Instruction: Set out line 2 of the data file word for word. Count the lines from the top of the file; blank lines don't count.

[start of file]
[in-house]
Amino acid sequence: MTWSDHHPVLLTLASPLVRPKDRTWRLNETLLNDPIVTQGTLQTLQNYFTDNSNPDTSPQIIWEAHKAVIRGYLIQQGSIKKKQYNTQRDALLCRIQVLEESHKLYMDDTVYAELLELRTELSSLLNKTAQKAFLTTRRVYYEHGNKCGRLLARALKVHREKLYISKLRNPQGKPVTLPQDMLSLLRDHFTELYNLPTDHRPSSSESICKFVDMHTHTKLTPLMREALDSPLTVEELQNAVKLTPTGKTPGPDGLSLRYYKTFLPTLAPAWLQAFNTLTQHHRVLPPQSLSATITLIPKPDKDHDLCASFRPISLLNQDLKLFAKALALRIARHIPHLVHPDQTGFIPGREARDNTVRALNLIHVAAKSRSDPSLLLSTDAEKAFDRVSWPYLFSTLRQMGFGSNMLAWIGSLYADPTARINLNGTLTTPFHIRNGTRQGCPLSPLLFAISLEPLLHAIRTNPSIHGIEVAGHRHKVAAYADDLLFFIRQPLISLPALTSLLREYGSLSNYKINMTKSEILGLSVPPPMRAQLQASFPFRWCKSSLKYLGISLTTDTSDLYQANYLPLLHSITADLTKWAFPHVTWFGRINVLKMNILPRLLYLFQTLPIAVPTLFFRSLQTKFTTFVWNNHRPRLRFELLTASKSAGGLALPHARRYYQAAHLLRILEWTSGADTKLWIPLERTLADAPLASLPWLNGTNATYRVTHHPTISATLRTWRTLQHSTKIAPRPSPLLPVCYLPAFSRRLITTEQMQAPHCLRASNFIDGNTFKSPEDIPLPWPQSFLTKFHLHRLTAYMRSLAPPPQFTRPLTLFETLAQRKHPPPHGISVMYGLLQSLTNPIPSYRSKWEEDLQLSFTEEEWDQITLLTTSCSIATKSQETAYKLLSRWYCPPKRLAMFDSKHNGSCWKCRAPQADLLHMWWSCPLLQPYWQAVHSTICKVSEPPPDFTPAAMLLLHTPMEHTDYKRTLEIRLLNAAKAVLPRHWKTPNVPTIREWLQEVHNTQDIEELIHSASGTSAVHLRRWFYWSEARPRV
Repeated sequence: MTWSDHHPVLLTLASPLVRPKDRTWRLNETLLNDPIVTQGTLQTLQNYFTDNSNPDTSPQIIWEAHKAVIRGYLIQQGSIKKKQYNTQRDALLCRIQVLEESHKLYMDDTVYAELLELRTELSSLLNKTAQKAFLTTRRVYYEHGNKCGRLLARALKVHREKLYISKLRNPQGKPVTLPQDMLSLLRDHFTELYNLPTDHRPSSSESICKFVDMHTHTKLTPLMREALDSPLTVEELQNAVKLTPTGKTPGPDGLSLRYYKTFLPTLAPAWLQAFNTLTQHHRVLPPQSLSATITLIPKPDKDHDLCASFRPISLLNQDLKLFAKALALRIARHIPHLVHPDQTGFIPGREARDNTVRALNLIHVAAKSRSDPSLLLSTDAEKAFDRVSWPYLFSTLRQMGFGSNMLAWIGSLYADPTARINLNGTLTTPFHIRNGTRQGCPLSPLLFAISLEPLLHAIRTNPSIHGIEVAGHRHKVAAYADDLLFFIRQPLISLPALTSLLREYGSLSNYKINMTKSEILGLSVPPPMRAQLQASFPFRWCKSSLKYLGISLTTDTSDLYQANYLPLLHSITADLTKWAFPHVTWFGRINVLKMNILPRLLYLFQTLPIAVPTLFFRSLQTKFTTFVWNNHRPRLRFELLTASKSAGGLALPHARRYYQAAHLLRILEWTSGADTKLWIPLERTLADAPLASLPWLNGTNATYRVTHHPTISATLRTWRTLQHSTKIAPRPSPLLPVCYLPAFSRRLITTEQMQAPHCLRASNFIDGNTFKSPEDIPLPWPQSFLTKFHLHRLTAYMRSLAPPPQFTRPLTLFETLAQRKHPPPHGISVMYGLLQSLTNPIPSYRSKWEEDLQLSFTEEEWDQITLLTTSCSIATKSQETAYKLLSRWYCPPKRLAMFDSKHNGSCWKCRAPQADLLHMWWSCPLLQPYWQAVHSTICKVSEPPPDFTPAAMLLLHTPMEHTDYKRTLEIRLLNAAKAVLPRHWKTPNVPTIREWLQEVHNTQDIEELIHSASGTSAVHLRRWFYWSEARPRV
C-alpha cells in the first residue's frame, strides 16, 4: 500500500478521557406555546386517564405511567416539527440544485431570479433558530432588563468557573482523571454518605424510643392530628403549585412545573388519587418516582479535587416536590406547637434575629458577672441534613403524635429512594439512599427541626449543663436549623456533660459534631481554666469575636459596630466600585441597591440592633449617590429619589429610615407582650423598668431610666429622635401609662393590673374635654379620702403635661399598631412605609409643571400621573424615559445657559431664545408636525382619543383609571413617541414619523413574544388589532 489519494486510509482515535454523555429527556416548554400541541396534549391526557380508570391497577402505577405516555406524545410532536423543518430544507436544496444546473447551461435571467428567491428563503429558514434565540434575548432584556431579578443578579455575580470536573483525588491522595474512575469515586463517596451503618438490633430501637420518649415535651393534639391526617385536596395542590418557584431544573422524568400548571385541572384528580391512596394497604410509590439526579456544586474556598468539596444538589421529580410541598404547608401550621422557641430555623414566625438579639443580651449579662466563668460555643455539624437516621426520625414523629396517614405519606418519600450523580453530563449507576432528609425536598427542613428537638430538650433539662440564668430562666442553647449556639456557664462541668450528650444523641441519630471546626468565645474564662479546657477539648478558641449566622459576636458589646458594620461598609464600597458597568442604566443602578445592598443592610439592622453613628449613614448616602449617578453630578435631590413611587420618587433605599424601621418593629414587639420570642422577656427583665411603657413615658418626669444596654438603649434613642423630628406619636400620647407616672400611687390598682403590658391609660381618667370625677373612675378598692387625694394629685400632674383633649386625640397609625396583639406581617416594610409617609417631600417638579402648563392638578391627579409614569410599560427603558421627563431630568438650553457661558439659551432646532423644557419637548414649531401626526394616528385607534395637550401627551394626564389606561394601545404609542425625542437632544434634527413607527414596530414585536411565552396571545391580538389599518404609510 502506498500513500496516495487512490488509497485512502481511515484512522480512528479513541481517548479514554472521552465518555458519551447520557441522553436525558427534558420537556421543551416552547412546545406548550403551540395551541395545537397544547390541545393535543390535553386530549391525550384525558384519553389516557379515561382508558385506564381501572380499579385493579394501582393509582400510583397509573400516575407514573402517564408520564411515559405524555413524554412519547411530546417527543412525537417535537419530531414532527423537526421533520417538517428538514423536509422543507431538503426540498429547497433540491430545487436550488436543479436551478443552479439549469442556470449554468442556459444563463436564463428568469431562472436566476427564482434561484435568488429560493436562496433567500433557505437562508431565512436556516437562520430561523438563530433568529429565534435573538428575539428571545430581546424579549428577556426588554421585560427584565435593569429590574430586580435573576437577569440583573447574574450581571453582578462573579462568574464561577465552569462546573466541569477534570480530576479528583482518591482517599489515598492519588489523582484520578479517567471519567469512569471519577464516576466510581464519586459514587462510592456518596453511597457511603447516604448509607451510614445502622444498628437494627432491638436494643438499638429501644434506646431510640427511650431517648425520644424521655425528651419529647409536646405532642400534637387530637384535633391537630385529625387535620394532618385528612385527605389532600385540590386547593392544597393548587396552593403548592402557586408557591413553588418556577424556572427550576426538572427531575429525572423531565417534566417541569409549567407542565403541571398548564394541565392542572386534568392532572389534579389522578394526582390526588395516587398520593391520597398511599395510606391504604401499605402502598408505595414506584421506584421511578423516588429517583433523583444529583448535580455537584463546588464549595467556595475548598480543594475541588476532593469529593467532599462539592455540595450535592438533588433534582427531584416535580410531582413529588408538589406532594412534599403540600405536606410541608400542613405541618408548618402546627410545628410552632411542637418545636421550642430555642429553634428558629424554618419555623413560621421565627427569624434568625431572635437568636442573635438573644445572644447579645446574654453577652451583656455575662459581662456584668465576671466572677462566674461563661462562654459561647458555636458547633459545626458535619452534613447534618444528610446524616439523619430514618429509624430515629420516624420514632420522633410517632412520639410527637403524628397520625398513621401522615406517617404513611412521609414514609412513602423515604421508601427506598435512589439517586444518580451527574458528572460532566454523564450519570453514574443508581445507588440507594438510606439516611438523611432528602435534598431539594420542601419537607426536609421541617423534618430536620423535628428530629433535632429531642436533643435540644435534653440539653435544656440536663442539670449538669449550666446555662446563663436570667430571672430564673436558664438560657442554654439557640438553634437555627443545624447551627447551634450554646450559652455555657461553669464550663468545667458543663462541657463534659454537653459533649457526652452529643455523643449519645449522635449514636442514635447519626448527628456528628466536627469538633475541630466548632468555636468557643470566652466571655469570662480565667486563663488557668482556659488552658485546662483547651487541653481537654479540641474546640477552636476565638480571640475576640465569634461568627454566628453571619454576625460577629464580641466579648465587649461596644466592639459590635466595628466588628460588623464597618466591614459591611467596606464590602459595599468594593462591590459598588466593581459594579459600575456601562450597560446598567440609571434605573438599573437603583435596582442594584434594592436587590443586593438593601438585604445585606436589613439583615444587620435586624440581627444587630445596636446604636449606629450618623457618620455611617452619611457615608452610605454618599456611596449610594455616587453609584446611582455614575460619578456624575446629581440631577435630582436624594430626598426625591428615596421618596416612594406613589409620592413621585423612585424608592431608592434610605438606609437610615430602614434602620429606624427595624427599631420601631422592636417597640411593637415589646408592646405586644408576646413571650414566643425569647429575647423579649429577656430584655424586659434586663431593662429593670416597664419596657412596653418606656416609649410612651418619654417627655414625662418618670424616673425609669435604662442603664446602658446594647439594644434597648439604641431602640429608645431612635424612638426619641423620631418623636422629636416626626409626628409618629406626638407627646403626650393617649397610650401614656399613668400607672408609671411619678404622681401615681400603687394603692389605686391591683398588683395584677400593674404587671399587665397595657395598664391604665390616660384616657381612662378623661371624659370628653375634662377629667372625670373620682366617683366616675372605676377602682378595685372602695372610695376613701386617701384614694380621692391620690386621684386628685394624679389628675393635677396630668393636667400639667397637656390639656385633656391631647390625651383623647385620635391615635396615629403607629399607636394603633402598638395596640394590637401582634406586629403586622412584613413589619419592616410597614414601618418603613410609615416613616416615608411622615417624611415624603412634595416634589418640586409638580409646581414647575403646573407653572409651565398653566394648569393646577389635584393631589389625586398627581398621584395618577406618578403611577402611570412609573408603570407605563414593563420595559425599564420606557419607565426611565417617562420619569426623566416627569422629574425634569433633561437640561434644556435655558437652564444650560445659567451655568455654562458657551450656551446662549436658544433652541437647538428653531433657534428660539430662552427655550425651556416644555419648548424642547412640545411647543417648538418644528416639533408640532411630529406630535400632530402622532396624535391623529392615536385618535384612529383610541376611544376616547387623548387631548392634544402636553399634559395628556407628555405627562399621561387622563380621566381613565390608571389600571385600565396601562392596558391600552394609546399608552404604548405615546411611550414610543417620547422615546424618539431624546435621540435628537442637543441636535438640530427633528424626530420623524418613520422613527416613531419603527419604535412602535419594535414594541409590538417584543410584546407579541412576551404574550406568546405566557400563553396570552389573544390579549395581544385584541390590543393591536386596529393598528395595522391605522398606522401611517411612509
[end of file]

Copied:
Amino acid sequence: MTWSDHHPVLLTLASPLVRPKDRTWRLNETLLNDPIVTQGTLQTLQNYFTDNSNPDTSPQIIWEAHKAVIRGYLIQQGSIKKKQYNTQRDALLCRIQVLEESHKLYMDDTVYAELLELRTELSSLLNKTAQKAFLTTRRVYYEHGNKCGRLLARALKVHREKLYISKLRNPQGKPVTLPQDMLSLLRDHFTELYNLPTDHRPSSSESICKFVDMHTHTKLTPLMREALDSPLTVEELQNAVKLTPTGKTPGPDGLSLRYYKTFLPTLAPAWLQAFNTLTQHHRVLPPQSLSATITLIPKPDKDHDLCASFRPISLLNQDLKLFAKALALRIARHIPHLVHPDQTGFIPGREARDNTVRALNLIHVAAKSRSDPSLLLSTDAEKAFDRVSWPYLFSTLRQMGFGSNMLAWIGSLYADPTARINLNGTLTTPFHIRNGTRQGCPLSPLLFAISLEPLLHAIRTNPSIHGIEVAGHRHKVAAYADDLLFFIRQPLISLPALTSLLREYGSLSNYKINMTKSEILGLSVPPPMRAQLQASFPFRWCKSSLKYLGISLTTDTSDLYQANYLPLLHSITADLTKWAFPHVTWFGRINVLKMNILPRLLYLFQTLPIAVPTLFFRSLQTKFTTFVWNNHRPRLRFELLTASKSAGGLALPHARRYYQAAHLLRILEWTSGADTKLWIPLERTLADAPLASLPWLNGTNATYRVTHHPTISATLRTWRTLQHSTKIAPRPSPLLPVCYLPAFSRRLITTEQMQAPHCLRASNFIDGNTFKSPEDIPLPWPQSFLTKFHLHRLTAYMRSLAPPPQFTRPLTLFETLAQRKHPPPHGISVMYGLLQSLTNPIPSYRSKWEEDLQLSFTEEEWDQITLLTTSCSIATKSQETAYKLLSRWYCPPKRLAMFDSKHNGSCWKCRAPQADLLHMWWSCPLLQPYWQAVHSTICKVSEPPPDFTPAAMLLLHTPMEHTDYKRTLEIRLLNAAKAVLPRHWKTPNVPTIREWLQEVHNTQDIEELIHSASGTSAVHLRRWFYWSEARPRV